3 hours ago, Bufofrog said:

Warped spacetime IS gravity.

Yes I agree with this it is not my intentions here to disregard and discredit this.

Edited by J.Merrill
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19 minutes ago, J.Merrill said:

Why does Mass have an affect on Spacetime which causes Gravity.

The answer is, that is not a physics question, that is a philosophy question.  Just like the question, "why does a positive charge attract a negative charge" is a philosophy question.

Edited by Bufofrog
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3 hours ago, Bufofrog said:

The answer is, that is not a physics question, that is a philosophy question.  Just like the question, "why does a positive charge attract a negative charge" is a philosophy question.

I disagree, physics derived from questioning things just like this, and to just shove aside questions like these in the physics community only shows the lack of answers.

If questions to unanswered problems is philosophy then what do we really understand, if every thing just creates another problem that cant be answered.

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8 minutes ago, J.Merrill said:

I disagree

That's fine, but most physicist agree with me.

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3 hours ago, Bufofrog said:

That's fine, but most physicist agree with me.

Physics a branch of science related to the study of basic or complex laws of nature and their manifestations , related to different natural occurring phenomena.

For Physics to even be what it is you must question explanations in their own right of answers, until you have a definitive proof and no questions are left.

Philosophy is simply the Science of Science.  It can also be considered the "fundamental  science"  It is the question WHY? That we have arrived at any conclusion we can't just not include philosophy from science.

Edited by J.Merrill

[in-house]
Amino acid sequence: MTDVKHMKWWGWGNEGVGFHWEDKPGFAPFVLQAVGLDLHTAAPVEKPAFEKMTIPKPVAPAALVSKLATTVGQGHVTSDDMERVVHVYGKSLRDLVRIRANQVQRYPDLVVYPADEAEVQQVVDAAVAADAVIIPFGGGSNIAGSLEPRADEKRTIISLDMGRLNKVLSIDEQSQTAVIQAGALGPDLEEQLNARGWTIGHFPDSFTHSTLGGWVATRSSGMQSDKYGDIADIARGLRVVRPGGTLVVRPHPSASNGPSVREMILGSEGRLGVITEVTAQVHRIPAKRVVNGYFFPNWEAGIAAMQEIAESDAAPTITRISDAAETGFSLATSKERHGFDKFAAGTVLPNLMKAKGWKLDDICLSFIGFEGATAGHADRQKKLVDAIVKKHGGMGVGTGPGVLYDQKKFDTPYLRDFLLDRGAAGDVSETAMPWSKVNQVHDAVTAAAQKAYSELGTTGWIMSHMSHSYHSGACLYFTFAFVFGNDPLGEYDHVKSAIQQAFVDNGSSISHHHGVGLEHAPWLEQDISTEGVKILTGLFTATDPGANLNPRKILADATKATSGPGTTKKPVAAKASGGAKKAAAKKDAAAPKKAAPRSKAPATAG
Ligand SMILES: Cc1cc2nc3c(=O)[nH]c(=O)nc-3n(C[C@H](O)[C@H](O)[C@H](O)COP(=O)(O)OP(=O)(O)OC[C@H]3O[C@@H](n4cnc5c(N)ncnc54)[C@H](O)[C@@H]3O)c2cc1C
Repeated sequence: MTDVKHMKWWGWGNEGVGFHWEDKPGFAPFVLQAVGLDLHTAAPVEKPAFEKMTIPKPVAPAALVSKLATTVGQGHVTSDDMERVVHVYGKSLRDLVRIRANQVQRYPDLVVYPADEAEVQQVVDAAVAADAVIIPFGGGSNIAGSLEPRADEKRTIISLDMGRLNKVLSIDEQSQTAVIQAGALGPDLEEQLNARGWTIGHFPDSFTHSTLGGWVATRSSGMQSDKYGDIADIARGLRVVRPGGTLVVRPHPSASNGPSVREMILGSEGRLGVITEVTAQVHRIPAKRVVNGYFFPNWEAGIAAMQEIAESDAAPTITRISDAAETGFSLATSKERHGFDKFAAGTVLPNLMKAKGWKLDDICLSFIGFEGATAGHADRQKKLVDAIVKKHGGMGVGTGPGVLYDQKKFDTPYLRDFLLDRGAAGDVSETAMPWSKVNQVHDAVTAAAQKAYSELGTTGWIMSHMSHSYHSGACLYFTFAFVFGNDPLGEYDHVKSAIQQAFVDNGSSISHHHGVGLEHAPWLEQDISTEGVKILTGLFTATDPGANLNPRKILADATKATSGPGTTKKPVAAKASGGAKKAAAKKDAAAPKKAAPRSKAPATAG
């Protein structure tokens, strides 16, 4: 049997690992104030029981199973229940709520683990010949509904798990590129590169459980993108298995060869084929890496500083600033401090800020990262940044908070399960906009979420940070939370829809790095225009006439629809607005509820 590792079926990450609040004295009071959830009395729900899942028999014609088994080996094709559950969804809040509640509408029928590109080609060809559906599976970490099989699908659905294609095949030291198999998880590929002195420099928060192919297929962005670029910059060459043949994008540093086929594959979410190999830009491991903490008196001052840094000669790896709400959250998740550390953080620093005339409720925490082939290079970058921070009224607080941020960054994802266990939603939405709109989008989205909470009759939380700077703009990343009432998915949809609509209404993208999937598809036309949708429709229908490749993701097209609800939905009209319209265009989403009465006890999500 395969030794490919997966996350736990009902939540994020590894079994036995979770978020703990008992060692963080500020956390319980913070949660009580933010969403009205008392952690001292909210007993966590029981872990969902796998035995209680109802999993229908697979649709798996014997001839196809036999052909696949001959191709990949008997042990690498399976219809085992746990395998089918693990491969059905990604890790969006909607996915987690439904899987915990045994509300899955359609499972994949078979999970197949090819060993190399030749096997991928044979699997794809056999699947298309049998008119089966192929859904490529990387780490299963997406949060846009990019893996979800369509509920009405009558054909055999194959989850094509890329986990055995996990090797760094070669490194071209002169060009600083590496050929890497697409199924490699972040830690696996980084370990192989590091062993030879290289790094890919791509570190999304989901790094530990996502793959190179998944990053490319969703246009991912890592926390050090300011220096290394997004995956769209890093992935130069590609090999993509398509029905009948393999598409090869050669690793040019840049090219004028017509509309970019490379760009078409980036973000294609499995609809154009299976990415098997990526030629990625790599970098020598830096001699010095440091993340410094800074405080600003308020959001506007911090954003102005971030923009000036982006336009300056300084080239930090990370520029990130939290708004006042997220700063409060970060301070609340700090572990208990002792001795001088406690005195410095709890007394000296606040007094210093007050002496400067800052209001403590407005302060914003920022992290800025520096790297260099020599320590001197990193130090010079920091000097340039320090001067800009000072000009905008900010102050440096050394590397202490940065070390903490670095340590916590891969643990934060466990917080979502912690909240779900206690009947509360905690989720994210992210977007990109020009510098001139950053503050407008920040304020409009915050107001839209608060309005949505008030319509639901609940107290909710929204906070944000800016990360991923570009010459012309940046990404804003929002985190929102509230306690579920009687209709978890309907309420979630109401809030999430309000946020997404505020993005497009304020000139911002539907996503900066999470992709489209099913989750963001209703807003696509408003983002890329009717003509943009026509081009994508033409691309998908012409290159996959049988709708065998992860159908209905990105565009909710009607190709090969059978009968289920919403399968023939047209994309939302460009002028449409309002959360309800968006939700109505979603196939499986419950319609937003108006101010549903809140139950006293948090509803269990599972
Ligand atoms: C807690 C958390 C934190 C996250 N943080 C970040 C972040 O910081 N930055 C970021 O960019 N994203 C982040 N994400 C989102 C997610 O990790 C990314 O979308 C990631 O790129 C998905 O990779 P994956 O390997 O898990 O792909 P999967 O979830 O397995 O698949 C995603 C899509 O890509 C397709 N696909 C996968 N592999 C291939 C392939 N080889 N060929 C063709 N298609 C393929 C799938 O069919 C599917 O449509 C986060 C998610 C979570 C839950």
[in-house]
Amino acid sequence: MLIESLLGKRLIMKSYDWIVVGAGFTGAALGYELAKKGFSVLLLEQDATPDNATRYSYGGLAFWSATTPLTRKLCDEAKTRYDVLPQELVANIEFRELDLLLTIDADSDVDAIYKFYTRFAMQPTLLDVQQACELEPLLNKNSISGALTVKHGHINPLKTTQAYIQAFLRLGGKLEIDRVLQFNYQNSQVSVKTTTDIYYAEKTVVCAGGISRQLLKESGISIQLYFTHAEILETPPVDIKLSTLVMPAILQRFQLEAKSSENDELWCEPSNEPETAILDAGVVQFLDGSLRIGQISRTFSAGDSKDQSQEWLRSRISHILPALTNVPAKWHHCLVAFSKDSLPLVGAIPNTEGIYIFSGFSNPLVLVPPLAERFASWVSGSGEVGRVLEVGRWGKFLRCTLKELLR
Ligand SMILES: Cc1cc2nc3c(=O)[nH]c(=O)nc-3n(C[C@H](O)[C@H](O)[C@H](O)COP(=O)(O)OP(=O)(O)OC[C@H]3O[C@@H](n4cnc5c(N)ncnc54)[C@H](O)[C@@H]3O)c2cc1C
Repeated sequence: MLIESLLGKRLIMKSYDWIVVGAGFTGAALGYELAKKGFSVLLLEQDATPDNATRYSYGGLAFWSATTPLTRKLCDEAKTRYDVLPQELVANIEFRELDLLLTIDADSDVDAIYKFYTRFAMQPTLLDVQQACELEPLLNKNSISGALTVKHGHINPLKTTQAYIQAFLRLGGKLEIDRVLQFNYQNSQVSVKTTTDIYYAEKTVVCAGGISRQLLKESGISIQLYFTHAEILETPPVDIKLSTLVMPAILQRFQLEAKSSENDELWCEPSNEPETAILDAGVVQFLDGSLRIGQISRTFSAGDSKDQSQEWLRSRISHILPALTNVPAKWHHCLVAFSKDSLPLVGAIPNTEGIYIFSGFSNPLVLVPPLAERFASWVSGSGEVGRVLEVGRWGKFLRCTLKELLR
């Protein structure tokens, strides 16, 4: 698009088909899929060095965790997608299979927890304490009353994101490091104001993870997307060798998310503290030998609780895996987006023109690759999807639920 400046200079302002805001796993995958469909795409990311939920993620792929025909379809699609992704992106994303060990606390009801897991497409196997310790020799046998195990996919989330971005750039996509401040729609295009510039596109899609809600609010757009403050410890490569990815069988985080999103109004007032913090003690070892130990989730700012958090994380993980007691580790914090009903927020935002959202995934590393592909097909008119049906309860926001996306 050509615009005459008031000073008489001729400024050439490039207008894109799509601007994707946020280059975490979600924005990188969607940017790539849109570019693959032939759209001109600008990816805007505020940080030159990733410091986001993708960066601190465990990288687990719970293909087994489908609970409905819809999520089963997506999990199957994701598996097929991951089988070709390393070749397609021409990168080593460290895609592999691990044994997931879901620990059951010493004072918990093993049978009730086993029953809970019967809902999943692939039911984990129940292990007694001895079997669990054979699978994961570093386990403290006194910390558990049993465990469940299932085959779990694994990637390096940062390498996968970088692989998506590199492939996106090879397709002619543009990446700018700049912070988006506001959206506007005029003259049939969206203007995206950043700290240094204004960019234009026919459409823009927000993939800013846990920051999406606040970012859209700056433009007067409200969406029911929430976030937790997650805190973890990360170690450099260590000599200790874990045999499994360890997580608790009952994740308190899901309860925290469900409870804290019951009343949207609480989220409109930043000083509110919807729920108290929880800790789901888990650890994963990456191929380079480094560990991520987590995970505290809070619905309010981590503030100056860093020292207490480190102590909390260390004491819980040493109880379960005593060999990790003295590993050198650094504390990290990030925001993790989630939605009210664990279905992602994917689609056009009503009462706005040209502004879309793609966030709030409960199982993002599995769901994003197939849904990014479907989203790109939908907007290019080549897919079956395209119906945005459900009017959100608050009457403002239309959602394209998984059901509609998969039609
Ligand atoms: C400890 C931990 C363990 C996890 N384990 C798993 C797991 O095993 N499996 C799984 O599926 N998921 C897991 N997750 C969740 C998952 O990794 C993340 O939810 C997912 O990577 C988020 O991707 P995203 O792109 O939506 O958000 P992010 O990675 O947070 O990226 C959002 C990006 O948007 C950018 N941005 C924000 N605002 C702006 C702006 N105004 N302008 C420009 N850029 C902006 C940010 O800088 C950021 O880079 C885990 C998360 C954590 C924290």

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1 hour ago, J.Merrill said:

For Physics to even be what it is you must question explanations in their own right of answers, until you have a definitive proof and no questions are left.

Proof is not really the realm of science.  Theories are never proven, they are only supported by the evidence

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2 hours ago, J.Merrill said:

The fabric of space is space time you didn't really argue anything here.

No, you're not getting it. Spacetime is the shape of space, over time.

In other words, space does not curve, as you state in the OP. If you are picturing curved space, and asking why it returns to it's "unbent" condition, then you are talking about something that doesn't exist. Spactime is a model combining three spatial dimensions with the time dimension. You combine uncurved space with time, in a gravitational field, and you get a curved four dimensional model.

Picture a brick, in space, rotating round a fixed point on a tether. Forgetting losses, it will rotate forever. You can model it as spactime having a constant curve, making a circular path. As soon as you release the tether, the brick will instantly travel in a straight line. Space was never curved, it was the tether that made the brick rotate.